Site-specific agronomic information and technology adoption: A field experiment from Ethiopia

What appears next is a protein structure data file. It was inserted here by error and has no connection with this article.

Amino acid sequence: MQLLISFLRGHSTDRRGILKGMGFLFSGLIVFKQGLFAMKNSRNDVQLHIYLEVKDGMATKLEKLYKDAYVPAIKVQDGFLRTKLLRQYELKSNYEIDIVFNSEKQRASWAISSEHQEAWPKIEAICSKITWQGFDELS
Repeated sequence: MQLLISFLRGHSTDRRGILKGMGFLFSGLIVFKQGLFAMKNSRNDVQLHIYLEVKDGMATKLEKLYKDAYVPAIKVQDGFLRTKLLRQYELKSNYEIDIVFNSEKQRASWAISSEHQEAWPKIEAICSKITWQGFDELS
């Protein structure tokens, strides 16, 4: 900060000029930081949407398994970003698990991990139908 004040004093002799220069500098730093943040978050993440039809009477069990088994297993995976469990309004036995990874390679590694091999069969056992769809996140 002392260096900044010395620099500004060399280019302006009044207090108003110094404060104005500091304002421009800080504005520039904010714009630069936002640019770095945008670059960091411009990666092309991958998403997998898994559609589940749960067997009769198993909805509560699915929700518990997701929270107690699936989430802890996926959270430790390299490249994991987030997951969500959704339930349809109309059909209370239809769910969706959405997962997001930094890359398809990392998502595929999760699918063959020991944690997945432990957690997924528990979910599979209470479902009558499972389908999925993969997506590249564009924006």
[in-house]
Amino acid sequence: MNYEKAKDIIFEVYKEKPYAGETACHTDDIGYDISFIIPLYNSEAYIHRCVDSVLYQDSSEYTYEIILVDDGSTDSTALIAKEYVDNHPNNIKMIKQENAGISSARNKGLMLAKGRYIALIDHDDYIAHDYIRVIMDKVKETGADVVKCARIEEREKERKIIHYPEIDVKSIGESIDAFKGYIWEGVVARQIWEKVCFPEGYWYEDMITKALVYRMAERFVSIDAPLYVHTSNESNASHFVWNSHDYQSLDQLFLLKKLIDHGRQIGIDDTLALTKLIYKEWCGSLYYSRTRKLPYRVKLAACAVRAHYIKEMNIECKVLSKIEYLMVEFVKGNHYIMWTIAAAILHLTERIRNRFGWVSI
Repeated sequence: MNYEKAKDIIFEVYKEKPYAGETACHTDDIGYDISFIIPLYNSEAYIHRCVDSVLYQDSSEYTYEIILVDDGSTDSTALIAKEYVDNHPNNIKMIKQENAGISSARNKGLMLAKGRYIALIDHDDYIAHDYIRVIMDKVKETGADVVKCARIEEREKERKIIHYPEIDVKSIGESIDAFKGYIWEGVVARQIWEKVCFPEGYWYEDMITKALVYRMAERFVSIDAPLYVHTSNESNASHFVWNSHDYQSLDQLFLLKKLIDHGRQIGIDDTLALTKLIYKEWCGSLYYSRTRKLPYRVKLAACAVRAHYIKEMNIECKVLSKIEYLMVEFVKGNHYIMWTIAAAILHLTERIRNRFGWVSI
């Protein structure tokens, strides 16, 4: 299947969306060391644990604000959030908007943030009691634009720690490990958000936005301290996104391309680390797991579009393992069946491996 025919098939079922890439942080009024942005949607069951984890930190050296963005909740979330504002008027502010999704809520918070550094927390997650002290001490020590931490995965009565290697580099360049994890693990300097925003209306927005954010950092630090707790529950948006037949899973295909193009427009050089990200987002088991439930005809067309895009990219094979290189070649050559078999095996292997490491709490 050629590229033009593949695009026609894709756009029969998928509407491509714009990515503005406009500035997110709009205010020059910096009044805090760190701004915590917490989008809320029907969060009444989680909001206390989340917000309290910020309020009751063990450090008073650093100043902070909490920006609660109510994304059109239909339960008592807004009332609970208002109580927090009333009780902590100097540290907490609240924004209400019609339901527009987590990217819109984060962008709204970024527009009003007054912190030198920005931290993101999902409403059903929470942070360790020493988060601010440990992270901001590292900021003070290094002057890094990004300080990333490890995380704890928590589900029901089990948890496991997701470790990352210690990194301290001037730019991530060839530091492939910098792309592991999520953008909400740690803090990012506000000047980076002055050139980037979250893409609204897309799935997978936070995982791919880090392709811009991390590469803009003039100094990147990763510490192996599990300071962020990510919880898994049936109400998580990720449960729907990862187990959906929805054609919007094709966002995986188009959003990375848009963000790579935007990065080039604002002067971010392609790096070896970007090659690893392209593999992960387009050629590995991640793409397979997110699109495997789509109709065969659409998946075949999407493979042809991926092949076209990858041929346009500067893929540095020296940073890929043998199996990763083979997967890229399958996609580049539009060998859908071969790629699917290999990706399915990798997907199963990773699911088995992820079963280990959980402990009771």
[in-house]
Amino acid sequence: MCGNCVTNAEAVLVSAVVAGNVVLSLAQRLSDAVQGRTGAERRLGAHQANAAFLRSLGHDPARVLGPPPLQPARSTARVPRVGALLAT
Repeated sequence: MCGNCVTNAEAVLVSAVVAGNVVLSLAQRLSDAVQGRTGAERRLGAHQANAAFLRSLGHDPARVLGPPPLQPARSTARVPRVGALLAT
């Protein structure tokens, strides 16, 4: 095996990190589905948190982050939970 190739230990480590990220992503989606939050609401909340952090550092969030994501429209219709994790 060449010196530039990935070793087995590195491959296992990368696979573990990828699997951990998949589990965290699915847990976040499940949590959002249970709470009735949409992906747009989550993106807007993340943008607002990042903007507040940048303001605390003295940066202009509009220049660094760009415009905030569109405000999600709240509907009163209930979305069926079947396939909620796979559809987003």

Smallholder farmers in Africa typically only have access to blanket fertilizer recommendations which are defined over very broad areas and may not be optimal for local production conditions. The response to such recommendations has generally been poor. Using a randomized control trial in Ethiopia, we explore whether targeted extension advice leads farmers to align fertilizer usage to the recommended levels and whether this impacts productivity. We also consider whether coupling the targeted information with agricultural insurance encourages fertilizer investment. Results show that targeted recommendations closed the gap between the amount of fertilizer used and the recommended amounts and this in turn increased productivity and profits. We found no differential effect of the targeted recommendation when coupled with agricultural insurance, suggesting that the risk of crop failure is not a binding constraint to fertilizer adoption in this context, or that farmers do not consider agricultural insurance a useful risk-mitigating mechanism.